Worst of all, he parrots that old canard about wealth cascading down the generations. I’ve lost count of the number of times I’ve said this: that’s the problem. Because people don’t, as a general rule, spread their wealth evenly to the younger generation: unsurprisingly they favour their children. This entrenches privilege, deepens the divide between rich and poor and, by putting wealth in the hands of ever fewer families and individuals, is a potentially catastrophic cause of social immobility. No-one is questioning that the millionaire couple who profited from the buy-to-let boom will eventually hand their assets over to their children; what we’re questioning is whether they should be the beneficiaries and what economic impact it will have further down the line.

The biggest single omission however is that this paper does not mention the environment, climate change and the management of natural resources. At all. I’m amazed that you can even write a paper on demographics without mentioning these things. A dry debate about immigration is one thing, but what do we do if Bangladesh goes underwater and Africa becomes an arid dustbowl? Where do the people go? What if they decide to come here? Cheery forecasts about pensions is one thing, but what about peak oil? Europe’s stagnating population is one thing, but global population is expected to reach 9 billion by 2050 (it seems like only yesterday when we reached the 6 bn mark – now we’re at 6.6 bn).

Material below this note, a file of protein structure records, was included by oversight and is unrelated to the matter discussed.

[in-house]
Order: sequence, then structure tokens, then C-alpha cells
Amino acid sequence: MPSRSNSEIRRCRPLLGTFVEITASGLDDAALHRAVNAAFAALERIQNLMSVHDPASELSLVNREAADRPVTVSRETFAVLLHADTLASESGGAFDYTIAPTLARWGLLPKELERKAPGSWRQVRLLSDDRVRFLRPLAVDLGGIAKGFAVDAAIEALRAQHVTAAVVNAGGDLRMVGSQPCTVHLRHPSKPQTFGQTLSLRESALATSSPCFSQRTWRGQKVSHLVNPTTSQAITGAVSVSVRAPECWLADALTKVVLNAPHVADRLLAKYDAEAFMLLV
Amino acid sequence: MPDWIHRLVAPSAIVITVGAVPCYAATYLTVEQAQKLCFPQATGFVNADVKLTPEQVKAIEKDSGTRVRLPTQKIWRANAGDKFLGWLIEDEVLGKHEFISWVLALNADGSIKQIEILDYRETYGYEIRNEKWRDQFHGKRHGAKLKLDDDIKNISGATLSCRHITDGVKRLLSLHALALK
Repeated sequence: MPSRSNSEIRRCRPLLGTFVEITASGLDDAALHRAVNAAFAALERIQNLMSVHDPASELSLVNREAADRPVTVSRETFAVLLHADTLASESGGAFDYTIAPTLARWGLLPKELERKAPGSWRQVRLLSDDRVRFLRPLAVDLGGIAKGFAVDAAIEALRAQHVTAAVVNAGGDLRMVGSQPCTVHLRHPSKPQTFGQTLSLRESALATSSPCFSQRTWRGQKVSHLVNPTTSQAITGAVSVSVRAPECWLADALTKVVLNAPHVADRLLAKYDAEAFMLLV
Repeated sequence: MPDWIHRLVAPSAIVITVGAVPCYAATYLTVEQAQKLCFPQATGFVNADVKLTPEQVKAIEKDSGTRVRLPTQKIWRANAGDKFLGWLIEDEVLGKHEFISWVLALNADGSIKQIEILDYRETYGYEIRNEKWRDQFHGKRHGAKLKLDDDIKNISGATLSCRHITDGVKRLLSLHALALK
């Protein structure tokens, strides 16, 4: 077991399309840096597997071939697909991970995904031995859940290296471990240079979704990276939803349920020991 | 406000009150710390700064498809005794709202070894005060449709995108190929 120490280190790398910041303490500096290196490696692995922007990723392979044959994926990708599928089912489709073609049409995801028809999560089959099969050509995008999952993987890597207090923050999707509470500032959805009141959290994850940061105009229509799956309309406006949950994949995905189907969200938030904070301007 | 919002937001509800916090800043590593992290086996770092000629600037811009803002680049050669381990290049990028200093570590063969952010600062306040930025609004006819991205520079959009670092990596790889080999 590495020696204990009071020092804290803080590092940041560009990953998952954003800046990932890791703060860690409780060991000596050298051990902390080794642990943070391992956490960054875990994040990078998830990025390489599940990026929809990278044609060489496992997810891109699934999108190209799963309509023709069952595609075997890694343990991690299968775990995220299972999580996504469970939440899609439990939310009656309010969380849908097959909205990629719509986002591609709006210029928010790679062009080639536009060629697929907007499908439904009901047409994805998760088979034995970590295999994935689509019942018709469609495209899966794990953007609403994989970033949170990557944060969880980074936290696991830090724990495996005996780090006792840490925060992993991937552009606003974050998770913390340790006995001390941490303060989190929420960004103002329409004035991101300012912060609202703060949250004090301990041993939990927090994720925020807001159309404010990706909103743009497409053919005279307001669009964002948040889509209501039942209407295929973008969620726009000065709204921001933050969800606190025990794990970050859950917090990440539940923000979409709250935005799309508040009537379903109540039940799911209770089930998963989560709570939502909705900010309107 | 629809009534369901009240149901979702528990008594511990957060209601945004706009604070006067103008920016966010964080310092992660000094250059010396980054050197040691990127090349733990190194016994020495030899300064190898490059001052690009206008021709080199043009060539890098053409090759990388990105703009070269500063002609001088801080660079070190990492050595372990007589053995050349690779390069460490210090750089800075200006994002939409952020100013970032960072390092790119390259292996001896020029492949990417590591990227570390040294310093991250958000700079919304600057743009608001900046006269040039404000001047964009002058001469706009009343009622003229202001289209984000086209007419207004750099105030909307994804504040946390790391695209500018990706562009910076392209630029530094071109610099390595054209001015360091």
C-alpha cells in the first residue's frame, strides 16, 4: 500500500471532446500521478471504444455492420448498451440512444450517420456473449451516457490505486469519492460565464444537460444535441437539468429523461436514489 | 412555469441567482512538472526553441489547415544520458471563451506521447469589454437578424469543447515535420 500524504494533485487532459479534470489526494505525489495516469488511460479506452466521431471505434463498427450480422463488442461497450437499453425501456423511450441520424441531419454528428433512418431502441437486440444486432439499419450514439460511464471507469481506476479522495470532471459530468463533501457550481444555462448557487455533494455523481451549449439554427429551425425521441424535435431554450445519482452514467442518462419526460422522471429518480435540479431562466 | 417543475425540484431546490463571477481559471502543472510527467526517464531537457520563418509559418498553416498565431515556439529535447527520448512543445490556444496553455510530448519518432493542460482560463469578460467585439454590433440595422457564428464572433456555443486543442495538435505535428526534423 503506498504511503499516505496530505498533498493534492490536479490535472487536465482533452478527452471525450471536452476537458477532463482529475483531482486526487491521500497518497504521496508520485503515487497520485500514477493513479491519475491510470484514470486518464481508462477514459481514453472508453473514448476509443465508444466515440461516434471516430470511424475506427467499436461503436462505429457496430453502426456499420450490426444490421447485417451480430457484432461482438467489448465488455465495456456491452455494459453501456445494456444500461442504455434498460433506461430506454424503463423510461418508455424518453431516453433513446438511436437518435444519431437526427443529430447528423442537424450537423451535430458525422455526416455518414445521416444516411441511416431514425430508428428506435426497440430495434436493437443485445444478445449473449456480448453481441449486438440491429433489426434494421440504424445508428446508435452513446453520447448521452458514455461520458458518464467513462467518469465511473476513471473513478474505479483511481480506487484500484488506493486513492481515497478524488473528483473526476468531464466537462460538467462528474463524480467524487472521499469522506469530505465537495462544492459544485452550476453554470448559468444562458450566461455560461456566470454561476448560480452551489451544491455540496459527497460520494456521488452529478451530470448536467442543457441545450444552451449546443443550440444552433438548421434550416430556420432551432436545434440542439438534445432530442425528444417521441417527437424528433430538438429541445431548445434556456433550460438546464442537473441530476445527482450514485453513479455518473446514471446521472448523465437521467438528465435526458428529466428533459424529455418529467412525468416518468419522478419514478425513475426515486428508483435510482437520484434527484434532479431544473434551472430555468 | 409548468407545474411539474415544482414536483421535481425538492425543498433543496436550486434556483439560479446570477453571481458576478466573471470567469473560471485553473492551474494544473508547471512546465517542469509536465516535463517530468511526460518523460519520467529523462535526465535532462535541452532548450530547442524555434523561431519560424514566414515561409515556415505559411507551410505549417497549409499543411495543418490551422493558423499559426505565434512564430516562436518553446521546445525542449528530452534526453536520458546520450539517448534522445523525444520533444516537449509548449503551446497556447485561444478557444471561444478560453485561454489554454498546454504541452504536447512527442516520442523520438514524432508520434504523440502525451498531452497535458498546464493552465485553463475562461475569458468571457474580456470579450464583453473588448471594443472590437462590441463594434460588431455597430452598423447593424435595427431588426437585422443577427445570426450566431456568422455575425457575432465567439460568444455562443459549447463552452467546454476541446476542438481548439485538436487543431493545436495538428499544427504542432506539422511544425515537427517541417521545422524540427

You may argue that all these big questions go beyond a simple paper on the economics of European demographics; I accept that they would have lead to a substantially different paper. What I do seriously question however is how the paper can assume that population growth is a good thing that policy makers should aim for. The paper does not oppose pro-natal policies, just the practicalities of the more crude of these (such as Germany’s tax system). Instead, it recommends policies that “best create the conditions where fertility rates might rise by removing structural obstacles to female labour market participation”.

I’m not in favour of radical anti-natal policies such as China’s one child policy, let alone anything more draconian. Nor do I believe in putting obstacles in the way of “female labour market participation” with a view to reducing fertility rates. I do however feel that population growth and environmental sustainability are heading for a full on collision, that one will have to give way to the other and that if the species is to survive in the long term, it had better be the latter. How do we develop genuinely liberal anti-natal policies? And if those policies are successful, won’t they exacerbate the problems associated with an aging population (if fertility rates dropped significantly, the average age would increase quite rapidly)?

In short, while he has some good points, Alasdair Murray’s pamphlet is exactly the wrong paper at the wrong time. It sets out to deal with a problem which, from the outset, it asserts has already been solved, and fails to answer the important questions relating to demographics that we need to be answering in the 21st century.

“Pity the poor rich old ladies!” Oh dear, here we go again…